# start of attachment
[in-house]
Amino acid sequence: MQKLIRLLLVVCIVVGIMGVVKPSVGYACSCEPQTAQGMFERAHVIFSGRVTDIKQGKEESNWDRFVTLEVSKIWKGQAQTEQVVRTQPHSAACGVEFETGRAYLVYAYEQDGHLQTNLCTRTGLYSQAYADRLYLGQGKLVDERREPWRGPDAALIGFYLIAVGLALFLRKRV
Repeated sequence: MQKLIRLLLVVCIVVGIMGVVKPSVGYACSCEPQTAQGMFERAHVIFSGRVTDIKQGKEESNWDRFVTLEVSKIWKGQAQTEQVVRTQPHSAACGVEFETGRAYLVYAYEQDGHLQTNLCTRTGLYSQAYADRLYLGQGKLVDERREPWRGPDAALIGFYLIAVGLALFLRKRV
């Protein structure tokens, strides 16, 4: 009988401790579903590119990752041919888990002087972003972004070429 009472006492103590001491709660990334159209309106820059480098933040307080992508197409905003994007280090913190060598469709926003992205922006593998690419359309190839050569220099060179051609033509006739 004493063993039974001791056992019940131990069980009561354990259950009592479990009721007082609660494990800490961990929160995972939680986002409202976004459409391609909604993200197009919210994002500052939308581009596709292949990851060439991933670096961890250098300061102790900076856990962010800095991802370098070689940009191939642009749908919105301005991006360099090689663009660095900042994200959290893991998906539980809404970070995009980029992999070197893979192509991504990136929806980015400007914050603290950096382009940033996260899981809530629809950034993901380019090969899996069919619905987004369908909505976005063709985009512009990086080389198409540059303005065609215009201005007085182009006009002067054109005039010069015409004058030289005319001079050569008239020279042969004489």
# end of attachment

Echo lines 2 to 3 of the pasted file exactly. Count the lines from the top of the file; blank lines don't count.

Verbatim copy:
Amino acid sequence: MQKLIRLLLVVCIVVGIMGVVKPSVGYACSCEPQTAQGMFERAHVIFSGRVTDIKQGKEESNWDRFVTLEVSKIWKGQAQTEQVVRTQPHSAACGVEFETGRAYLVYAYEQDGHLQTNLCTRTGLYSQAYADRLYLGQGKLVDERREPWRGPDAALIGFYLIAVGLALFLRKRV
Repeated sequence: MQKLIRLLLVVCIVVGIMGVVKPSVGYACSCEPQTAQGMFERAHVIFSGRVTDIKQGKEESNWDRFVTLEVSKIWKGQAQTEQVVRTQPHSAACGVEFETGRAYLVYAYEQDGHLQTNLCTRTGLYSQAYADRLYLGQGKLVDERREPWRGPDAALIGFYLIAVGLALFLRKRV